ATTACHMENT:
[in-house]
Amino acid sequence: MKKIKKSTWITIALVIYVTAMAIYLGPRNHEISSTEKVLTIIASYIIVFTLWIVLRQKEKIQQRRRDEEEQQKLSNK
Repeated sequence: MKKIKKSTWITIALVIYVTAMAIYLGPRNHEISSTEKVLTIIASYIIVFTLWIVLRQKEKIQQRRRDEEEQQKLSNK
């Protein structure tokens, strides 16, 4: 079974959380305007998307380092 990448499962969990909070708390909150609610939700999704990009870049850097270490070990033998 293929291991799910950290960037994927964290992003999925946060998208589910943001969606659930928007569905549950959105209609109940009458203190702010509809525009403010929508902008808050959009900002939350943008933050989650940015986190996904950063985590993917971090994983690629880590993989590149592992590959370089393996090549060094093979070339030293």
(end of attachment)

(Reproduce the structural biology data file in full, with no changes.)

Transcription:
[in-house]
Amino acid sequence: MKKIKKSTWITIALVIYVTAMAIYLGPRNHEISSTEKVLTIIASYIIVFTLWIVLRQKEKIQQRRRDEEEQQKLSNK
Repeated sequence: MKKIKKSTWITIALVIYVTAMAIYLGPRNHEISSTEKVLTIIASYIIVFTLWIVLRQKEKIQQRRRDEEEQQKLSNK
């Protein structure tokens, strides 16, 4: 079974959380305007998307380092 990448499962969990909070708390909150609610939700999704990009870049850097270490070990033998 293929291991799910950290960037994927964290992003999925946060998208589910943001969606659930928007569905549950959105209609109940009458203190702010509809525009403010929508902008808050959009900002939350943008933050989650940015986190996904950063985590993917971090994983690629880590993989590149592992590959370089393996090549060094093979070339030293």